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I was under the understanding that installing Firefox wrote to the C:\program files (x86)\ folder and put registry entries into HKLM, therefore on a locked-down workstation a user would have to have Admin rights to install it. I've also always thought I could check HKLM\Software\Mozilla\Firefox to determine whether Firefox was installed on a workstation. However, I've just encountered a user's machine where they have no HKLM\Software\Mozilla\Firefox registry key (or the Wow6432Node version) and there's HKCU registry keys like this which make me think it can, like Google Chrome, be installed by a non-admin user to their Users area of the machine:

[HKEY_CURRENT_USER\Software\Mozilla\Mozilla Firefox\31.0 (x86 en-US)\Main]
"Install Directory"="C:\\Users\\ausername\\AppData\\Local\\Mozilla Firefox"
"PathToExe"="C:\\Users\\ausername\\AppData\\Local\\Mozilla Firefox\\firefox.exe"

Is this normal and how is this happening?

UPDATE: I'm not really looking for how I can do it, but rather how the user would have installed it like this. My software needs to recognise if Firefox is installed, so I want to understand the different ways this is possible.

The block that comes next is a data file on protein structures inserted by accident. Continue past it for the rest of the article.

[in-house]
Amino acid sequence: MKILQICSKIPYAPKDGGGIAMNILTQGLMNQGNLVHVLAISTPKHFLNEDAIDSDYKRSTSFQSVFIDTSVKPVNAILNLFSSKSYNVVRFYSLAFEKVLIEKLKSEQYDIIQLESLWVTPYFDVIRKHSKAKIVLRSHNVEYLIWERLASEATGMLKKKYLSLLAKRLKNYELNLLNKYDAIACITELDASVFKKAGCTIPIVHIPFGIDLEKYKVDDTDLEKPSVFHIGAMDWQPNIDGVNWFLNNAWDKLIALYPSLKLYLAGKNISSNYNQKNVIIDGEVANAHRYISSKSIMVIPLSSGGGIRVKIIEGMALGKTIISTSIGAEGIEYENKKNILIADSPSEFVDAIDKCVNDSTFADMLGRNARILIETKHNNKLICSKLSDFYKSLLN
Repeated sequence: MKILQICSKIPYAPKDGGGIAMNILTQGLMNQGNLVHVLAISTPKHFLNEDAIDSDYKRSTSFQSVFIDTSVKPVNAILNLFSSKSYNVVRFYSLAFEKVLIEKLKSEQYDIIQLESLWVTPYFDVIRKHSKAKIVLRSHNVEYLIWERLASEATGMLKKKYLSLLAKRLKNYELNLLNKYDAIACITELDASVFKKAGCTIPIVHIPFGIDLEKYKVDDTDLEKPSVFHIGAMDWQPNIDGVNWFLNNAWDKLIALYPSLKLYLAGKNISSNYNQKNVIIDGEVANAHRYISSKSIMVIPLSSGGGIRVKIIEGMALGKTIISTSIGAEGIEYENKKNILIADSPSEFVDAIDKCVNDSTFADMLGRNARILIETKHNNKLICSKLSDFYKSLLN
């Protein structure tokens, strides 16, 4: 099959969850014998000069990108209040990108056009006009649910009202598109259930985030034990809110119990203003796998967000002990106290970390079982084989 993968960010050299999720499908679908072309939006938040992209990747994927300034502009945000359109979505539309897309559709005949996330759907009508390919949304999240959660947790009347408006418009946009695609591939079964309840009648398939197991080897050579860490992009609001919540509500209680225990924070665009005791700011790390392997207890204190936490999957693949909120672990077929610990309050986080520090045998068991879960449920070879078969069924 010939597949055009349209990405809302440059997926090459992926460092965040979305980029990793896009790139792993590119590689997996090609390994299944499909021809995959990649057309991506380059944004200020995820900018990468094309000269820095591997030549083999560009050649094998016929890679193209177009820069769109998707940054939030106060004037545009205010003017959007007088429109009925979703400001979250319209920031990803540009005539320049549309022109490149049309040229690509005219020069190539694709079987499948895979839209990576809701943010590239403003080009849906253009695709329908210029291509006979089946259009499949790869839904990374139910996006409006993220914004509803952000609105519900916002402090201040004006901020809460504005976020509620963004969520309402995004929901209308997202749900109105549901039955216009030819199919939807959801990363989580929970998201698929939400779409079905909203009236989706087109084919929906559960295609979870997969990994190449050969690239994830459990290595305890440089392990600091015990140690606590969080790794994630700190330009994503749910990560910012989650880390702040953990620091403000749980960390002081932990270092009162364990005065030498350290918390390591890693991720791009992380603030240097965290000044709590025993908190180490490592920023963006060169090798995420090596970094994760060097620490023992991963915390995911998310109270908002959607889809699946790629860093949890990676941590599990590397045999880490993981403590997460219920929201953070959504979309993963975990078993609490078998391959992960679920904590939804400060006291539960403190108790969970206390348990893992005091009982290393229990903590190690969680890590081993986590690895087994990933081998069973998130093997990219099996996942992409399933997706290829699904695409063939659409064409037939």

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The answer to that is yes users can install Firefox into their own accounts. I created a test box with multiple logins. In each user account I installed a different version of Firefox. It works great.

In comment below I mentioned the portable version of Firefox. That works too. It can be put anywhere. This is the simple way. As I mentioned below, no installer is needed. It just runs right out of the box.

  • So do you just choose to install to a non-'program files' location for each user? Do no HKLM registry keys get written? Or is this automatic if the user doesn't have access to write to HKLM & program files? – Rory Aug 27 '14 at 22:42
  • It lets you choose where to place the directory when you run the installer, I chose a different place myself by hand each time. I didn't bother to check the registry, it just worked. – Jeff Clayton Aug 27 '14 at 22:42
  • There are also standalone versions of firefox for use on USB keys that could be simply copied into an account. It is quite versatile. – Jeff Clayton Aug 27 '14 at 22:46
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  • The portable app method is definitely the simplest way to do this... download and run, no installer needed. – Jeff Clayton Aug 27 '14 at 22:57

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